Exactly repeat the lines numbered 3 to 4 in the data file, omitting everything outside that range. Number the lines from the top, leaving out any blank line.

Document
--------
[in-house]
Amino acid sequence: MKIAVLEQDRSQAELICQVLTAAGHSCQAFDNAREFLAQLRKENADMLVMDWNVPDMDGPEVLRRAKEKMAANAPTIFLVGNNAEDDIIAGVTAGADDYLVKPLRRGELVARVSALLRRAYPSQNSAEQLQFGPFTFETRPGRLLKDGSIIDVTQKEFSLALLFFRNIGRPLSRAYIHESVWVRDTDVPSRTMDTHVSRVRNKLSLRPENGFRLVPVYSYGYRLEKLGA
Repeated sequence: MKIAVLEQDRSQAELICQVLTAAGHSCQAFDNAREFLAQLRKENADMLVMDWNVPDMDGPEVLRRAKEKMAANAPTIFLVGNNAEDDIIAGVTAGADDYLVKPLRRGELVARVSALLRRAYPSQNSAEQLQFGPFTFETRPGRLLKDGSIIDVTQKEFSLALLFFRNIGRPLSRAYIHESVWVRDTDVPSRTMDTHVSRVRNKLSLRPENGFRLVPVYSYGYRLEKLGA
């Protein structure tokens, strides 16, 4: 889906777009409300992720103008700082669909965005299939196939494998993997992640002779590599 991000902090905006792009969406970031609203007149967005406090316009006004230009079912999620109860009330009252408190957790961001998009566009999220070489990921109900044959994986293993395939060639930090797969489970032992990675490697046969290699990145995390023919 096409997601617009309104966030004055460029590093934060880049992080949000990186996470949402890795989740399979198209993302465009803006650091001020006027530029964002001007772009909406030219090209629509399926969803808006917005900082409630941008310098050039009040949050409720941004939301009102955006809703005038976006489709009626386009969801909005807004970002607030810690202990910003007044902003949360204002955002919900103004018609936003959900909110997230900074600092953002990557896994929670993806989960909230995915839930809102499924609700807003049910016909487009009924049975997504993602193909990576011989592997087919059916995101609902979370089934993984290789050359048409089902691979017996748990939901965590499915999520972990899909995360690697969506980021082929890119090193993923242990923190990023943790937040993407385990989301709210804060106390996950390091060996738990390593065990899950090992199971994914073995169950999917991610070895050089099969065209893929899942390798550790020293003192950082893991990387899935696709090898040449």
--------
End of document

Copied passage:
Repeated sequence: MKIAVLEQDRSQAELICQVLTAAGHSCQAFDNAREFLAQLRKENADMLVMDWNVPDMDGPEVLRRAKEKMAANAPTIFLVGNNAEDDIIAGVTAGADDYLVKPLRRGELVARVSALLRRAYPSQNSAEQLQFGPFTFETRPGRLLKDGSIIDVTQKEFSLALLFFRNIGRPLSRAYIHESVWVRDTDVPSRTMDTHVSRVRNKLSLRPENGFRLVPVYSYGYRLEKLGA
């Protein structure tokens, strides 16, 4: 889906777009409300992720103008700082669909965005299939196939494998993997992640002779590599 991000902090905006792009969406970031609203007149967005406090316009006004230009079912999620109860009330009252408190957790961001998009566009999220070489990921109900044959994986293993395939060639930090797969489970032992990675490697046969290699990145995390023919 096409997601617009309104966030004055460029590093934060880049992080949000990186996470949402890795989740399979198209993302465009803006650091001020006027530029964002001007772009909406030219090209629509399926969803808006917005900082409630941008310098050039009040949050409720941004939301009102955006809703005038976006489709009626386009969801909005807004970002607030810690202990910003007044902003949360204002955002919900103004018609936003959900909110997230900074600092953002990557896994929670993806989960909230995915839930809102499924609700807003049910016909487009009924049975997504993602193909990576011989592997087919059916995101609902979370089934993984290789050359048409089902691979017996748990939901965590499915999520972990899909995360690697969506980021082929890119090193993923242990923190990023943790937040993407385990989301709210804060106390996950390091060996738990390593065990899950090992199971994914073995169950999917991610070895050089099969065209893929899942390798550790020293003192950082893991990387899935696709090898040449």